Stage-Inspired Fashion: The Glass Menagerie

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From the costumes to the set, from the words of the script to the movements of the actors, everything on stage tells a story. Stage-Inspired Fashion explores ways to add a little dramatic flair to your style.

The Glass Menagerie
Official Promotional Image

This week, we’re looking at another classic straight play! Partially based on Tennessee Williams’ own tumultuous family life, The Glass Menagerie was his first great success, and since its premiere in 1945, it has been performed on stage, on film, on TV, and on the radio.

Behind the Scenes

The Glass Menagerie is a memory play narrated by frustrated poet Tom Wingfield, detailing his life with his mother Amanda, a faded Southern belle, and his sister Laura, a shy, isolated young woman. Amanda and Tom both feel bound by duty to the family — Amanda to find a “gentleman caller” for Laura and Tom to financially support them — but they are often cruel to each other and to Laura. Laura, obsessed with her collection of glass animals, lives in a world of her own. The family dynamic changes when Tom invites his coworker, Jim O’Connor, over for dinner to try to set him up with Laura.

One of the play’s themes is the difficulty of escape. The Wingfields can’t seem to escape from either their situations or their memories. I think that’s the saddest part of the play; they all desperately want to improve their lives, but they are trapped where they are.

Below, I’ve put together three outfits based on the younger characters. This week, we’re celebrating the return of denim. Keep reading to see all three outfits.

Tom Wingfield

Yes, I have tricks in my pocket, I have things up my sleeve. But I am the opposite of a stage magician. He gives you illusion that has the appearance of truth. I give you truth in the pleasant disguise of illusion

Tom Wingfield

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Although Tom professes to care about his family, he shows them a hard exterior. To capture his character, start with a heart-patterned button down. Distressed dark wash jeans and a brown leather jacket cover up some of the sweetness of the shirt and provide a tougher outer layer. Olive green booties add a touch of unexpected color, while the anatomical brain tote bag alludes to his role of rememberer and narrator.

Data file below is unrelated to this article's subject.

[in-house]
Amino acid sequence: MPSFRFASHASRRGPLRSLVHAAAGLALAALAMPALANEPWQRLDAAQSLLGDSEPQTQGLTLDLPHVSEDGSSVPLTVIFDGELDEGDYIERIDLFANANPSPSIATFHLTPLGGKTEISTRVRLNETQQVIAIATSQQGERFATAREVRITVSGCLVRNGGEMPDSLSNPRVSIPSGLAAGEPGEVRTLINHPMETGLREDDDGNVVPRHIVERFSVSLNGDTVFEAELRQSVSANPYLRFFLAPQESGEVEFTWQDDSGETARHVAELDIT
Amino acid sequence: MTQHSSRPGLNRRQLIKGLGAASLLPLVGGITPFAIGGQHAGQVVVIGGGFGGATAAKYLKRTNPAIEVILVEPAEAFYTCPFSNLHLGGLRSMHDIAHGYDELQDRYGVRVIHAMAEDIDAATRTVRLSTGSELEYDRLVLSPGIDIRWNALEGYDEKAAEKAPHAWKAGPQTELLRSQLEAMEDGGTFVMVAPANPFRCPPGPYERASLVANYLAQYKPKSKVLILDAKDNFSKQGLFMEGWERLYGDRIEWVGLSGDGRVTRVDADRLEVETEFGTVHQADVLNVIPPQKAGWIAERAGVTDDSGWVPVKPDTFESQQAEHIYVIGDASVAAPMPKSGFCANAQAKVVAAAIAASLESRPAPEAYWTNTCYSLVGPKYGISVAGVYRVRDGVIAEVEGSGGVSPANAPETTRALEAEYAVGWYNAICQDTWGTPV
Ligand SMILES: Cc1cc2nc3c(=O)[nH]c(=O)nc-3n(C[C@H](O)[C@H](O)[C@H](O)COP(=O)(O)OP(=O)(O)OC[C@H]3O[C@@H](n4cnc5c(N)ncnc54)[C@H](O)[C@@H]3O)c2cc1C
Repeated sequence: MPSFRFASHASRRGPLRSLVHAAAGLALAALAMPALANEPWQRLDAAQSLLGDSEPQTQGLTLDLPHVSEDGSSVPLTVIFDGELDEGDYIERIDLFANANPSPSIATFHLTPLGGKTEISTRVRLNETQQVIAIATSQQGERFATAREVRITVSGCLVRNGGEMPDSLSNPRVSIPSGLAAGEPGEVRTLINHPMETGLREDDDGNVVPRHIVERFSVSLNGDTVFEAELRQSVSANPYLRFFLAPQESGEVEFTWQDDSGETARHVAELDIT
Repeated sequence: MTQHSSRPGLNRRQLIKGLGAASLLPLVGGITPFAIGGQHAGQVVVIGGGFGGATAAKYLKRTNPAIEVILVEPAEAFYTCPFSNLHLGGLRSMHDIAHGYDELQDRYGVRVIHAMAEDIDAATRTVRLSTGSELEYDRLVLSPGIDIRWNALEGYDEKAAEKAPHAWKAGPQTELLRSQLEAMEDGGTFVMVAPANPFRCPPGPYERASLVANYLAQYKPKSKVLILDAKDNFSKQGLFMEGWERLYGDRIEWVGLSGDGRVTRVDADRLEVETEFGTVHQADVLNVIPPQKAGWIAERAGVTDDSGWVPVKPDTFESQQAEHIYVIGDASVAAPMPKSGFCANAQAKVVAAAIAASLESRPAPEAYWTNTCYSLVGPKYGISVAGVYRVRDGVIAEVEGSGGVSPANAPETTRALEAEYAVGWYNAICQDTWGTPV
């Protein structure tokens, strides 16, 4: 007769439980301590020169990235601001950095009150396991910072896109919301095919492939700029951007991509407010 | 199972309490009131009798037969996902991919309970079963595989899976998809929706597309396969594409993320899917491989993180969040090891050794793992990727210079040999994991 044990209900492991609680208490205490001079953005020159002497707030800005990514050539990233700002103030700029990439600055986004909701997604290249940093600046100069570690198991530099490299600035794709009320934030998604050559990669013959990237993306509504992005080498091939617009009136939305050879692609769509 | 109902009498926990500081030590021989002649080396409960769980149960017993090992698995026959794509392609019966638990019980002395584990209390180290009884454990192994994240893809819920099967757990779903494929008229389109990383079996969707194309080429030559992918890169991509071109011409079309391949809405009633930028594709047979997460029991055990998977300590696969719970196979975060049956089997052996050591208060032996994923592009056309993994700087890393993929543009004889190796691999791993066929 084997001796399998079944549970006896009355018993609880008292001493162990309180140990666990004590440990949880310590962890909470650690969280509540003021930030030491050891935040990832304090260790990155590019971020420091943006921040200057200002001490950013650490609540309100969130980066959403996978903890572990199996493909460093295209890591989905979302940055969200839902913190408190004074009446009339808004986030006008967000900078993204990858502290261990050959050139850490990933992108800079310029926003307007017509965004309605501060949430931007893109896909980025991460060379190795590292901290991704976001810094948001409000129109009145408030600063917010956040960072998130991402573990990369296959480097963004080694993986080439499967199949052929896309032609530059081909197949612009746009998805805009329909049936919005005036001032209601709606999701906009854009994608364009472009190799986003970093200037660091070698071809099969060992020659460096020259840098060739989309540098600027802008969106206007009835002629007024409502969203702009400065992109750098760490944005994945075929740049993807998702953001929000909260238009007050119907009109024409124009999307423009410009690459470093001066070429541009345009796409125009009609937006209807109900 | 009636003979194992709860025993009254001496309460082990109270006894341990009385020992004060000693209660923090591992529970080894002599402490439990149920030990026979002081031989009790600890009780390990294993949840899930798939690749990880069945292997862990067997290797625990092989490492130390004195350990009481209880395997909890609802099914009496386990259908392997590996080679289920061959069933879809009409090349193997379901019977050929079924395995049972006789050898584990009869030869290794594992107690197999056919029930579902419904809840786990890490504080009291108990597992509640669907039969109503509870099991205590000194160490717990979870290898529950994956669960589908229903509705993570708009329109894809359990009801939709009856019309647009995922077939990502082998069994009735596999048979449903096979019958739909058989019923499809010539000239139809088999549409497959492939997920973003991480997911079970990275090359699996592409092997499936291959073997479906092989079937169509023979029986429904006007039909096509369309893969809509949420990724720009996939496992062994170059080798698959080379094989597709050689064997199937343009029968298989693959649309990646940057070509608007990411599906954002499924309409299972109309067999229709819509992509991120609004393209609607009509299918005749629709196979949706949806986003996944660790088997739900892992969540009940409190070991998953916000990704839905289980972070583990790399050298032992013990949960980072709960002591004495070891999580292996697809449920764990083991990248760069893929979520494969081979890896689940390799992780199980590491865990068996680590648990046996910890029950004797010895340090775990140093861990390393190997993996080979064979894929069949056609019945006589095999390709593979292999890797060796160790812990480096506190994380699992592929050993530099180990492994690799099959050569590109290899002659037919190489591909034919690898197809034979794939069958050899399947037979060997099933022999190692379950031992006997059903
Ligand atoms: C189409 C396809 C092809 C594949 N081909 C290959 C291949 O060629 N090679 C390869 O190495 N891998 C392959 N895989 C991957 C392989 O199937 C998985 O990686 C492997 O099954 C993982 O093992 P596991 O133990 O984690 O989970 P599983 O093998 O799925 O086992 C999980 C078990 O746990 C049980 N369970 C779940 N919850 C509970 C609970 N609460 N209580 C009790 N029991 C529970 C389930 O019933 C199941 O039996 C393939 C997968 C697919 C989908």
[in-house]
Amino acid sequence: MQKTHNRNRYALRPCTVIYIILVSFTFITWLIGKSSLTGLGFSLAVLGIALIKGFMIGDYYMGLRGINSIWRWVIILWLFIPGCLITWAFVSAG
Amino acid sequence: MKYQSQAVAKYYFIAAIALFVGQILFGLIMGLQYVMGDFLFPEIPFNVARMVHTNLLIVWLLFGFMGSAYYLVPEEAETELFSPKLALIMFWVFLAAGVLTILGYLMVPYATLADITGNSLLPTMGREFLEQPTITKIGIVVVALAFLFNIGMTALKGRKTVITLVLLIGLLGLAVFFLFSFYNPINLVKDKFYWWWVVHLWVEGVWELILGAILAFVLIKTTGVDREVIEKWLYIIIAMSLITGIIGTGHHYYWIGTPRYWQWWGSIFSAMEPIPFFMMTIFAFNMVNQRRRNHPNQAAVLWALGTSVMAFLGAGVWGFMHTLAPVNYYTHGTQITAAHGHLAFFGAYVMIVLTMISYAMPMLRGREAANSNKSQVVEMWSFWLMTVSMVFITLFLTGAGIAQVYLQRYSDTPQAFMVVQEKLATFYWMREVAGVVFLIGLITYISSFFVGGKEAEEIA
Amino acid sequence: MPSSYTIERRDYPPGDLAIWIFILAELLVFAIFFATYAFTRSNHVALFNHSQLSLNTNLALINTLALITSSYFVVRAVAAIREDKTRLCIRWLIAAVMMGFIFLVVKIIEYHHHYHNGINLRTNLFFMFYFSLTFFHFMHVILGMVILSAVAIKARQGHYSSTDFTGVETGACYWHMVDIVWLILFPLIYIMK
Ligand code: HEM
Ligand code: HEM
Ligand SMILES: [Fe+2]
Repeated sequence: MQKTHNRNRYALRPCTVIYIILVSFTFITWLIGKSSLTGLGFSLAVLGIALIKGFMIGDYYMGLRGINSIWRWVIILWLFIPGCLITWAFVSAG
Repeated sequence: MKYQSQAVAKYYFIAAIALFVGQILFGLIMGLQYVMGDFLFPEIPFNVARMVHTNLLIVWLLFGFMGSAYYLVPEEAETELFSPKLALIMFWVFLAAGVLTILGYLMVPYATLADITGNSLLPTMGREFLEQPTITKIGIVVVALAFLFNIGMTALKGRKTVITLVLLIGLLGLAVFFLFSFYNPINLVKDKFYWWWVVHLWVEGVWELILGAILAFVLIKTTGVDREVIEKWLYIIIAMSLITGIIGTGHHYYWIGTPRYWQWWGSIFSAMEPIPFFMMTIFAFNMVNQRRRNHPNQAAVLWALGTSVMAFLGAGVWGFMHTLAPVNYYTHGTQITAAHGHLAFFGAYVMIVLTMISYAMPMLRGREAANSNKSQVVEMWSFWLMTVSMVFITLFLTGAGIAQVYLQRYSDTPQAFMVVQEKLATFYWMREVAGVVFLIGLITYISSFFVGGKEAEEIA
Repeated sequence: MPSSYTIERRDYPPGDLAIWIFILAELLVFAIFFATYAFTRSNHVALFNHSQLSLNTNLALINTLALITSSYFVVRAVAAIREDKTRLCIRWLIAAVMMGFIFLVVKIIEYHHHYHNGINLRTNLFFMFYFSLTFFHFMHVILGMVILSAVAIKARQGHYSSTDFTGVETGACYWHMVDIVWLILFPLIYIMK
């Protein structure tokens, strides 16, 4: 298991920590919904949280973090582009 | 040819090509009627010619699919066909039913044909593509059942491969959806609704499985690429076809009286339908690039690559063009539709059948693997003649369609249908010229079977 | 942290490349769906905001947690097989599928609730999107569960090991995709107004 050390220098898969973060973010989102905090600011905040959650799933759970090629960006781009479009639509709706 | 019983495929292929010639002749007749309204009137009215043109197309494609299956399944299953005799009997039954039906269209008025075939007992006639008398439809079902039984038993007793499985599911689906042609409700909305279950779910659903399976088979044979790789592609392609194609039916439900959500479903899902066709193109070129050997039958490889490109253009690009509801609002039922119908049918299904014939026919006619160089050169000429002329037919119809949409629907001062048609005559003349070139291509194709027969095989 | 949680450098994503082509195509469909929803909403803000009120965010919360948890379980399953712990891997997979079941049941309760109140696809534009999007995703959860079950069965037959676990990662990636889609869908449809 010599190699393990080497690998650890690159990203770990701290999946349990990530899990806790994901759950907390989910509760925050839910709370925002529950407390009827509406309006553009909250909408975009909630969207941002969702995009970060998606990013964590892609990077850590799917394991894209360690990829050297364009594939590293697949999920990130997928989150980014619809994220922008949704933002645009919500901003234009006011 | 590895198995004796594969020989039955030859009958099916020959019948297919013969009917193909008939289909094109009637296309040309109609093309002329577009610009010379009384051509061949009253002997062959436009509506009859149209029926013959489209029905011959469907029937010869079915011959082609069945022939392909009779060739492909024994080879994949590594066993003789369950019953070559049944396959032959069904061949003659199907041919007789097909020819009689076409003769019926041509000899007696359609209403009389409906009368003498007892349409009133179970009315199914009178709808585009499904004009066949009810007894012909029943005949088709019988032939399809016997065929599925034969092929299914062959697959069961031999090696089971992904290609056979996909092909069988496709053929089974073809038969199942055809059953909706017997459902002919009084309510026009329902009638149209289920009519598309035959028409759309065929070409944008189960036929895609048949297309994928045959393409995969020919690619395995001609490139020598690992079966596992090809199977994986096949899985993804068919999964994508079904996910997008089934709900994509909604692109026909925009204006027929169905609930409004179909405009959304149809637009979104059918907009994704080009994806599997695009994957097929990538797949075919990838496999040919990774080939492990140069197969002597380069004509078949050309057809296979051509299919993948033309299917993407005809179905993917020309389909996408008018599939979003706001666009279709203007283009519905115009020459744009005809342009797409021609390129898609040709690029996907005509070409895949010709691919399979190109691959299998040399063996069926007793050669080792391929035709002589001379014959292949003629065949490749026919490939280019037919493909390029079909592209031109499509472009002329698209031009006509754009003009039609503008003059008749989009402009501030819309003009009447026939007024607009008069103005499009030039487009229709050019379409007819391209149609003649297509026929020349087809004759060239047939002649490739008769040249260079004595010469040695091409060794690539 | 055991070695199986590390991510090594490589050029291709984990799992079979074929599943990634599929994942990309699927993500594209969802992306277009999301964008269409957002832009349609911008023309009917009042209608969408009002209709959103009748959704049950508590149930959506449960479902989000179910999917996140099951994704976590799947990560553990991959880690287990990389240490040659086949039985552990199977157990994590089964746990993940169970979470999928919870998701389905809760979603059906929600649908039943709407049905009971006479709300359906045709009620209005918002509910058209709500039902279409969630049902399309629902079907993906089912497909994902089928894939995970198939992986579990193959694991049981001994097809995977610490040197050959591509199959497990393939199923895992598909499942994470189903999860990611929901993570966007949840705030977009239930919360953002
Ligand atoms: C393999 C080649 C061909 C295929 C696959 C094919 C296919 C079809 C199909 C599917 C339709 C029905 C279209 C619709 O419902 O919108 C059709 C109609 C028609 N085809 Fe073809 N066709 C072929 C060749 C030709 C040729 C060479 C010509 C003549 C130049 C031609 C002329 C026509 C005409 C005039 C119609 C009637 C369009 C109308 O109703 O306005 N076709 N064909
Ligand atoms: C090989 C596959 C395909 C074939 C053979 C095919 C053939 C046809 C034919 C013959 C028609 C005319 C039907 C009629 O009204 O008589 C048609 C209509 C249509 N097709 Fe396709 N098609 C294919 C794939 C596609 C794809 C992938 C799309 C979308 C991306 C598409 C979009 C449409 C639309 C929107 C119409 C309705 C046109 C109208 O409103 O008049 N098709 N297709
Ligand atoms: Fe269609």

Laura Wingfield

There now–you’re holding him gently! Hold him over the light, he loves the light. You see how the light shines through him?

Laura Wingfield

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Laura may be shy and insecure, but she has more backbone than her family thinks. 

For a Laura-inspired look, layer a soft blue sweater over a cream-colored scuba knit dress. The scuba fabric is thicker and has more structure than one might think. Accessorize with blue earrings and a holographic unicorn purse that represents Laura’s favorite animal in the glass menagerie. Finish the outfit with dark blue booties that speak of her ability to walk home in the snow despite her limp. 

The various blue items reference Jim’s old nickname for Laura: “Blue Roses,” a mishearing of her heart condition “pleurosis.”

Jim O’Connor

What do you see? A world full of common people! All of ‘em born and all of ‘em going to die! Which of them has one-tenth of your good points! Or mine! Or anybody else’s, as far as that goes–Gosh! Everybody excels in some one thing.

Jim O'Connor

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Jim was a popular athlete and actor in high school, but he hasn’t found much success since graduating. To show that transition, make the classic school outfit a little darker and rougher. 

A pair of maroon jeans and a frayed denim shirt provide a good outfit foundation, and a tweed varsity jacket and black high-tops are modern twists on old staples. Finally, accessorize with a gold locket necklace that alludes to Jim’s secret.


The Glass Menagerie provides a glimpse into a troubled family. Strange and sad and sometimes mean as the characters are, their story has resonated with people for decades. The play also introduced the world to the beauty and poetry in Tennessee Williams’ writing. It’s certainly a must-see production.

Your Thoughts?

Have you seen a production of The Glass Menagerie? Did you read this play in high school? Are there any plays or musicals that you would love to see covered in this column? Let us know what you think in the comments!

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